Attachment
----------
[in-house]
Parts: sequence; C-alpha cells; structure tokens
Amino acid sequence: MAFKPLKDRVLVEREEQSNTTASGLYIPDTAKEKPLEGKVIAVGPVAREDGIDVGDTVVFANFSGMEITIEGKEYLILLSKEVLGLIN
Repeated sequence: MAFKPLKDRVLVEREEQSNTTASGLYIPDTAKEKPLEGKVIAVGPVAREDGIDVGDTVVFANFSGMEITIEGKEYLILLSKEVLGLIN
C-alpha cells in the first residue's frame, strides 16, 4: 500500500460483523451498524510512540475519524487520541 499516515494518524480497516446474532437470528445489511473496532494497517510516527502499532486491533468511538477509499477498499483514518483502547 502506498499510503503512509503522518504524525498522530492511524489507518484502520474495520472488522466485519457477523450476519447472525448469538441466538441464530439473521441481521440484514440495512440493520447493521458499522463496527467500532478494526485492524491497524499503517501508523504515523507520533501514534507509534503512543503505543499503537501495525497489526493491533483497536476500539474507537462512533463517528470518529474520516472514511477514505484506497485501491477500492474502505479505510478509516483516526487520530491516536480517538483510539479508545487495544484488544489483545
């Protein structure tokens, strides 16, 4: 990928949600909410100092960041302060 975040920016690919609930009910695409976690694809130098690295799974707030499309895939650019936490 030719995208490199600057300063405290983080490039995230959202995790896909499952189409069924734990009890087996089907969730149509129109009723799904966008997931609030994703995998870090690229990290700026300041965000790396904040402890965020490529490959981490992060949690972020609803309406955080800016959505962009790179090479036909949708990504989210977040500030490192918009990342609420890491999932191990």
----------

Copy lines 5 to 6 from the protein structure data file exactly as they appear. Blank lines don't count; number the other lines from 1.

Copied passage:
C-alpha cells in the first residue's frame, strides 16, 4: 500500500460483523451498524510512540475519524487520541 499516515494518524480497516446474532437470528445489511473496532494497517510516527502499532486491533468511538477509499477498499483514518483502547 502506498499510503503512509503522518504524525498522530492511524489507518484502520474495520472488522466485519457477523450476519447472525448469538441466538441464530439473521441481521440484514440495512440493520447493521458499522463496527467500532478494526485492524491497524499503517501508523504515523507520533501514534507509534503512543503505543499503537501495525497489526493491533483497536476500539474507537462512533463517528470518529474520516472514511477514505484506497485501491477500492474502505479505510478509516483516526487520530491516536480517538483510539479508545487495544484488544489483545
């Protein structure tokens, strides 16, 4: 990928949600909410100092960041302060 975040920016690919609930009910695409976690694809130098690295799974707030499309895939650019936490 030719995208490199600057300063405290983080490039995230959202995790896909499952189409069924734990009890087996089907969730149509129109009723799904966008997931609030994703995998870090690229990290700026300041965000790396904040402890965020490529490959981490992060949690972020609803309406955080800016959505962009790179090479036909949708990504989210977040500030490192918009990342609420890491999932191990």